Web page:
Relationship of in-season soil nitrogen concentration with corn yield and potential nitrogen losses

Giovani Preza-Fontes, Emerson D. Nafziger, Laura E. Christianson, Cameron M. Pittelkow

Research output: Contribution to journalArticlepeer-review

Abstract

New process-based tools for predicting in-season soil nitrogen (N) levels has the potential to provide timely information for N management decisions for corn (Zea mays L.) production systems in the U.S. There is, however, little published data supporting the assumption that soil mineral N (SMN, NH4-N + NO3-N at 0–60 cm) is correlated with yield response at different vegetative growth stages. Moreover, the degree to which changes in SMN influence the risk of N losses is uncertain. Data from 32 site-years of field experiments in Illinois (2015–2018)—that included 12 combinations of N fertilizer rate, timing, and source—were used to evaluate the relationship between SMN concentration and grain yields across vegetative growth stages and estimate the exceedance probability of N losses. Overall, SMN across vegetative growth explained 46–61% of the variation in grain yield. Critical level of SMN that optimized yield decreased from 23.4 mg kg−1 at V5-V7 to 9.1 mg kg−1 at VT-R1 growth stage, but it was consistent, ranging from 14.7 to 16.3 mg kg−1, among sampling periods between V8 and V16 stages. While increasing SMN from deficiency (below critical levels) to sufficiency (at critical levels) increased yields by 22% (11.8 vs. 14.4 Mg ha−1), it also increased the probability of environmental N losses throughout vegetative growth, indicating a clear tradeoff between production and sustainability goals. These results help guide the development of sustainable in-season N management strategies by illustrating the importance of incorporating risks of environmental N losses when trying to reach optimum grain yield levels.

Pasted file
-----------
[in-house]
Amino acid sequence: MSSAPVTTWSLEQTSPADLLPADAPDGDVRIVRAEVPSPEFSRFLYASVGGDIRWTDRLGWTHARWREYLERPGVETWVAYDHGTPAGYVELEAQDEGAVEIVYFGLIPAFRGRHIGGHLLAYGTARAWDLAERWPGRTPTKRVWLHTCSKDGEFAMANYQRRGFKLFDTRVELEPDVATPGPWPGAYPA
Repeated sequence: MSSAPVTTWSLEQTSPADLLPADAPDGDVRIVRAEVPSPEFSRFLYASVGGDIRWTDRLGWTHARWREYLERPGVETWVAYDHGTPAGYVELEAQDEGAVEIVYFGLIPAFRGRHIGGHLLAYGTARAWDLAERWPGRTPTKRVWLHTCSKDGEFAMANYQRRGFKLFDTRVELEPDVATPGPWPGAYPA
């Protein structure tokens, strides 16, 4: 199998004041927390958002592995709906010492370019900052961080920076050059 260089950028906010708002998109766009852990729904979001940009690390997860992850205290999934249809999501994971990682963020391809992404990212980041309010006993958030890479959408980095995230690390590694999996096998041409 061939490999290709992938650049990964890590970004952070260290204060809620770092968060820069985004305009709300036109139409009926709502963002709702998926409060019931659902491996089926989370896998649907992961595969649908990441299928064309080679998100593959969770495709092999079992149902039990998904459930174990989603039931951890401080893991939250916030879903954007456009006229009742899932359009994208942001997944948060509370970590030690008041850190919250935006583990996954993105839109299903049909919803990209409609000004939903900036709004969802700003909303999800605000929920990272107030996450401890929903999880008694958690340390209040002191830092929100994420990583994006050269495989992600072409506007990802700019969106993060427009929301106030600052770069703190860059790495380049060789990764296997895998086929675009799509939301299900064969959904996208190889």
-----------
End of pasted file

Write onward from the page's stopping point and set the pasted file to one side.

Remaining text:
Original languageEnglish (US)
Pages (from-to)1296-1306
Number of pages11
JournalSoil Science Society of America Journal
Volume84
Issue number4
DOIs
StatePublished - Jul 1 2020

ASJC Scopus subject areas

  • Soil Science

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